This table lists the Guest Fees listing sites charge and the Transaction Fees they charge for credit card payments via for example, Book it Now . Educating potential guests of how much these sites are charging them, may help to mitigate some of the confusion & unsavory business practices of some listing sites.


2 years ago

I hope you don't mind Sherri, but I've added to the bottom of your list 😀

2 years ago

Good to see people pushing to self control. Do VRP (Yapstone company) allow you to integrate this directly to your listing or have you just said online payment accepted so avoiding the Best Match? This is the killer part to their ranking.

VacayPay rates are very similar (plus much lower in EEA) and are hooked into a number of PMS systems, have a virtual terminal and branded payment and quotation links. (Full disclosure, I'm a co-founder of VacayPay :).

2 years ago

Hi Richard, I have not tried to reference VacationRentPayment on my listing. I'll check out VacayPay--cool name. My biggest irritation is AirBnB. They take 28% out of my revenue for taxes, which they claim to be sending to the IRS. I am a US Virgin Islands legal resident and we are required to pay income taxes to the Virgin Islands Bureau of Internal Revenue (not the IRS). Of course, there is no way to contact AirBnB because they have no customer support contact info. I did use Twitter to send a tweet to the IRS stating AirBnB is committing tax fraud. I thought that may get some attention from AirBnb....but not so far. Also, I find it ridiculous that AirBnB blocks the contact info for potential guests. Recently, a couple who were visiting in the area, wanted to view my rental, but we had a very difficult time figuring out how to get in touch. Ultimately, we figured it out and they came to see my home. My house was inappropriate for their family because they had a relative who could not walk up stairs. Had we not gone to extremes to get in touch, they may have booked my home and been very dissatisfied, which of course doesn't benefit anyone. Currently, I am attempting to educate the public about the fees HomeAway and VRBO recently instituted. In addition, I believe the new business model, which VRBO and HomeAway cloned from competitors (Best Match), has opened a market opportunity for a competitor to capture some of their market share. This new egalitarian approach whereby all owners pays the same low amount fails to account for non-monetary benefits travelers receive when booking with owners who are willing to invest more money in advertising, which is some cases is reflective of owners' overall investments in maintaining high quality rental properties. Feel free to share my table with anyone anywhere. Best, Sherri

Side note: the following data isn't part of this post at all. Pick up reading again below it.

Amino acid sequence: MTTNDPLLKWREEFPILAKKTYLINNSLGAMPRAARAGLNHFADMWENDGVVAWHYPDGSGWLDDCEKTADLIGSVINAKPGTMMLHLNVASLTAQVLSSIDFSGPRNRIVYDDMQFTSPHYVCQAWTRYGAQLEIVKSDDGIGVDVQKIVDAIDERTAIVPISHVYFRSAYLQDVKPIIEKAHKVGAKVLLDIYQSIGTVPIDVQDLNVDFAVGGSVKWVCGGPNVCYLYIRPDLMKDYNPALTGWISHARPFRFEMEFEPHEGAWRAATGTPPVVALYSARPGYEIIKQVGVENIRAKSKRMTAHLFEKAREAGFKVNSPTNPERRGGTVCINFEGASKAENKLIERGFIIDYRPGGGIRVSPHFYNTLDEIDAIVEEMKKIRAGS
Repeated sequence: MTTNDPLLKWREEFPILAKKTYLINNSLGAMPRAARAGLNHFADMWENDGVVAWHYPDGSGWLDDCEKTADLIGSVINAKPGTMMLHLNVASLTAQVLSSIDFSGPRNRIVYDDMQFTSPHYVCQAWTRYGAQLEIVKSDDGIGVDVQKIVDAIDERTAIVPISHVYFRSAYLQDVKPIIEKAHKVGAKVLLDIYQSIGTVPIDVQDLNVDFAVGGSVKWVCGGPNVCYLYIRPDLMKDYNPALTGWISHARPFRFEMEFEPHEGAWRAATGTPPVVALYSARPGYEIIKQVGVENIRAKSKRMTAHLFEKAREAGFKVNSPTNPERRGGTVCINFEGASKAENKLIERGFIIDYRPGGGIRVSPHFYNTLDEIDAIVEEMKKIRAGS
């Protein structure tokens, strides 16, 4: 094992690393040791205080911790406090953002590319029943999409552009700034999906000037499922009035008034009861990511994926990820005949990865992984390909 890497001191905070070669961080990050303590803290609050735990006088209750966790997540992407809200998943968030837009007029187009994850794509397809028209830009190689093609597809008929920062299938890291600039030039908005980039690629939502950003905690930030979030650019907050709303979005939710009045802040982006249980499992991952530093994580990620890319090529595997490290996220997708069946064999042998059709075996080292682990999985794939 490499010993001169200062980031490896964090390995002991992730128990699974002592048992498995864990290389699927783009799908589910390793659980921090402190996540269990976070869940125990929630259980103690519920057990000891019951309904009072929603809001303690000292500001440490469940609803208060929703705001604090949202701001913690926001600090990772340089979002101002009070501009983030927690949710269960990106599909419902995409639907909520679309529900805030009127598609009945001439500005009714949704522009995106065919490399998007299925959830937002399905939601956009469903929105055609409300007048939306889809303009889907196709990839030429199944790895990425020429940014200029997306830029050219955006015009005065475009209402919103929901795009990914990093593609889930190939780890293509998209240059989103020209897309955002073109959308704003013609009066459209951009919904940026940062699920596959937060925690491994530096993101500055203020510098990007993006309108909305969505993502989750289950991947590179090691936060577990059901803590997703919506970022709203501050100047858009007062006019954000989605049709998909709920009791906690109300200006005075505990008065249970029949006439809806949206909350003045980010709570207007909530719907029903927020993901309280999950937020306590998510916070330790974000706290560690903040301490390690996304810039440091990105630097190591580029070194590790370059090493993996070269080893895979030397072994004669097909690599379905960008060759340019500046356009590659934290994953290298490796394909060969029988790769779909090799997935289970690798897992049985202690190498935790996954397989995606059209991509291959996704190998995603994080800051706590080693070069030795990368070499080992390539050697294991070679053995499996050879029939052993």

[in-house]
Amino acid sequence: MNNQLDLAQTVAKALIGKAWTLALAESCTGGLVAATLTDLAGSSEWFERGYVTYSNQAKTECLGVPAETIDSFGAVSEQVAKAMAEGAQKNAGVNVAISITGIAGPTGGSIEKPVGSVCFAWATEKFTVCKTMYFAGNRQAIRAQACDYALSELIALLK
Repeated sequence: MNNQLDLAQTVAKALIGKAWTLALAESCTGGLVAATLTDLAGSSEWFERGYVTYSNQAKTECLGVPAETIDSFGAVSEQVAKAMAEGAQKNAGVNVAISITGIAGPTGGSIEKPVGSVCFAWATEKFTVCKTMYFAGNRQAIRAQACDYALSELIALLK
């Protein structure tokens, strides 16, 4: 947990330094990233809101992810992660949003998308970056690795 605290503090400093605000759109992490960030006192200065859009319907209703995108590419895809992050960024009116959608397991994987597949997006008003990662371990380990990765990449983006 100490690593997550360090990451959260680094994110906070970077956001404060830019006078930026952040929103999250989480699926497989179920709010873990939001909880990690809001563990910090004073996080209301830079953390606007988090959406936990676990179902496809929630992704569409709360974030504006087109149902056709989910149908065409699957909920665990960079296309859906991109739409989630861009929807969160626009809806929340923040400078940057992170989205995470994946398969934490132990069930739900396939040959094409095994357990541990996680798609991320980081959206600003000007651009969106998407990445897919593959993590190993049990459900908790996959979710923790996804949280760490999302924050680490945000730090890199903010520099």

2 years ago

Just revisited this Sherri and very interesting on the tax front. You could ask for information disclosure by freedom of information acts and then you wil know where and if and who they pay. Its also legally compulsory.

If you want a site to educate people of fees visit: Guest Service fees which is a separate site which references these fees and used by many owners and managers.

On the advertising front many agree, but this is a very large task and in reality a global opportunity is very hard to launch. Some are trying of course but with poor results so far.

If I had to do it, I would start with the same technology in multi-destinations, with a core focus on developing traffic for those distinct zones. Small steps, one at a time, but there is enough traction to make it work especially in certain areas/countries.

The challenge is the free to list OTA's, only pay if you get a booking (if) and then channel it to 100 other sites and hope. It works to an extent, but disconnects a complex industry from it original selling points and dilutes quality and care of customers.

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